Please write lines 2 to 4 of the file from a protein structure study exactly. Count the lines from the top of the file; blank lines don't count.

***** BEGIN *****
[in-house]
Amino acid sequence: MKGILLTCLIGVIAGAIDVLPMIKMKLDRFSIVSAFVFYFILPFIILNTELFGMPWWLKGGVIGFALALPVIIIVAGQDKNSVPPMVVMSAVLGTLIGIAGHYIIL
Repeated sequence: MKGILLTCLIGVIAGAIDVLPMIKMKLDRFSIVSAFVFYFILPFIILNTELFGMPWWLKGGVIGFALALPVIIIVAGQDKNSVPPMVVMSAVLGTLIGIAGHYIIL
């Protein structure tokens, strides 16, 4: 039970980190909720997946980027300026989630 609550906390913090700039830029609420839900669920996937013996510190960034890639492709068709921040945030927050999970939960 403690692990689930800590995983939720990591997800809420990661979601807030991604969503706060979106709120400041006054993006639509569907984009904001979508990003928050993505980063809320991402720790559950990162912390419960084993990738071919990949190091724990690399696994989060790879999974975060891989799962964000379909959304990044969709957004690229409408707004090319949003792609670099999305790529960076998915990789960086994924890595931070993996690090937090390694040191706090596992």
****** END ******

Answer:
Amino acid sequence: MKGILLTCLIGVIAGAIDVLPMIKMKLDRFSIVSAFVFYFILPFIILNTELFGMPWWLKGGVIGFALALPVIIIVAGQDKNSVPPMVVMSAVLGTLIGIAGHYIIL
Repeated sequence: MKGILLTCLIGVIAGAIDVLPMIKMKLDRFSIVSAFVFYFILPFIILNTELFGMPWWLKGGVIGFALALPVIIIVAGQDKNSVPPMVVMSAVLGTLIGIAGHYIIL
């Protein structure tokens, strides 16, 4: 039970980190909720997946980027300026989630 609550906390913090700039830029609420839900669920996937013996510190960034890639492709068709921040945030927050999970939960 403690692990689930800590995983939720990591997800809420990661979601807030991604969503706060979106709120400041006054993006639509569907984009904001979508990003928050993505980063809320991402720790559950990162912390419960084993990738071919990949190091724990690399696994989060790879999974975060891989799962964000379909959304990044969709957004690229409408707004090319949003792609670099999305790529960076998915990789960086994924890595931070993996690090937090390694040191706090596992």